“It doesn’t matter how beautiful your theory is, it doesn’t matter how smart you are. If it doesn’t agree with experiment, it’s wrong.”

-Richard Feynman

Fatal Attractor

In physics and economics, Equilibria are a lot like suitors in romantic comedies: having none is bad, exactly one is great, and having more than one makes everything very messy. The concept of equilibrium is widely used, for good reason. Finding equilibrium points in physical space, phase space, or a supply and demand curve is second nature to researchers because it satisfies two of the most basic desires: (1) That the problem be solvable and (2) that solution depend on a few variables as possible. Not overdetermined or underdetermined, just determined. The famous introductory physics example of a ball in a valley between two smooth hills. No matter where the ball starts, eventually the ball will be at the lowest point of the valley. This is the only stable equilibrium – the only point at which  the sum of all forces (here gravity) are not trying to make the ball move. In fact, if you perturb the ball, it will just fall back down to the same spot.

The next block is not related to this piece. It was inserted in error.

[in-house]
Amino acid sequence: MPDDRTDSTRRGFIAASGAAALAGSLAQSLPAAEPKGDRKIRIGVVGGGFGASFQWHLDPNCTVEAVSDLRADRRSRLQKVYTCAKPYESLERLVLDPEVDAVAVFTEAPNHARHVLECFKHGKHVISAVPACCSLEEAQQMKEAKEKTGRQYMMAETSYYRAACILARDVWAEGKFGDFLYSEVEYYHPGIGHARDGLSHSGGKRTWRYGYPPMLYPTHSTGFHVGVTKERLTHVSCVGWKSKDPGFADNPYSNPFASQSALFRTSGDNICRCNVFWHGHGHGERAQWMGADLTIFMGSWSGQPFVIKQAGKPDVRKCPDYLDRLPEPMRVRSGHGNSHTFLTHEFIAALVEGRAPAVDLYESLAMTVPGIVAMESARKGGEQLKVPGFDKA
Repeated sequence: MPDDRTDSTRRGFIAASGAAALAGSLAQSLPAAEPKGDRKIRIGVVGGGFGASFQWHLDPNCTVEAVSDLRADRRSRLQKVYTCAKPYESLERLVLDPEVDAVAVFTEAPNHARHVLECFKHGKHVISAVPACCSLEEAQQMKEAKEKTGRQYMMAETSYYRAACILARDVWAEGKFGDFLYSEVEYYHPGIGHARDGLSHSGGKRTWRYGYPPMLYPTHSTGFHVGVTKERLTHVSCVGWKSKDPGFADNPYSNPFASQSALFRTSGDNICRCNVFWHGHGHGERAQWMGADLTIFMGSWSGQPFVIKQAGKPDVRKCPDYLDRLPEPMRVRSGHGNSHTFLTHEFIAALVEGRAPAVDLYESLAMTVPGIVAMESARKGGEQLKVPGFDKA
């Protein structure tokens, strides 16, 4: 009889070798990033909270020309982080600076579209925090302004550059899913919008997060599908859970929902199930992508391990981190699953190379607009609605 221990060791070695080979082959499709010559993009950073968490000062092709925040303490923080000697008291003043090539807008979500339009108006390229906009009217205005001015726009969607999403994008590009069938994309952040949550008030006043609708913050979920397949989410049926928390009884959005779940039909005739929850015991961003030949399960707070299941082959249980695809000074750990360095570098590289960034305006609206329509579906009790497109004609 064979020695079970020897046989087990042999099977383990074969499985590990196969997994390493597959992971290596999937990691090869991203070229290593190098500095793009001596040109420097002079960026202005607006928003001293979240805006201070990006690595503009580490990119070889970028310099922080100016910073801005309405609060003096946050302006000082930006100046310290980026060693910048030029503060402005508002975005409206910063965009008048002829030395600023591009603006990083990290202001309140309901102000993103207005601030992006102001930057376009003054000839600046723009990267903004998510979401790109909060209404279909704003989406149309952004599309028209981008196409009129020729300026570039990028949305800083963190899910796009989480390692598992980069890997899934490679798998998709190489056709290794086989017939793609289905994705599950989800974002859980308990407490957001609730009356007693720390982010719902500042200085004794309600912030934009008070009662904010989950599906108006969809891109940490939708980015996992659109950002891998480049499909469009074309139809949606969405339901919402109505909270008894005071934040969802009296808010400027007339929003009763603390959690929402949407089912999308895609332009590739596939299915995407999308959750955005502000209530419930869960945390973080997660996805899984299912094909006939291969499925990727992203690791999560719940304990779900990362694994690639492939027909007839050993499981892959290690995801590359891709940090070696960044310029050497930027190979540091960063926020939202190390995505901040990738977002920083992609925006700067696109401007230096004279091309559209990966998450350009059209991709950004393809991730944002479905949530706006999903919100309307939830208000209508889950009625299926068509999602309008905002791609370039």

Think about how neat and tidy this is! No matter what the initial conditions or history of the ball, if we just “wait awhile” (for some value of awhile) we KNOW where the ball will be waiting for us. We collapsed all of the messy details of the hill and gravity and Newtonian mechanics by just looking for a point where the forces are balanced (formally, where the first derivative of the potential is zero), and to make sure it is stable – the bottom of a valley (stable equilibrium) and not precariously poised a the top of a peak (unstable equilibrium) – we can check that the second derivative of the potential is positive. The reason this trick of looking for equilibrium works is that having that extra condition – that the forces be balanced – allows us find the one magic point… Assuming there is just one. But what happens if there is not just one?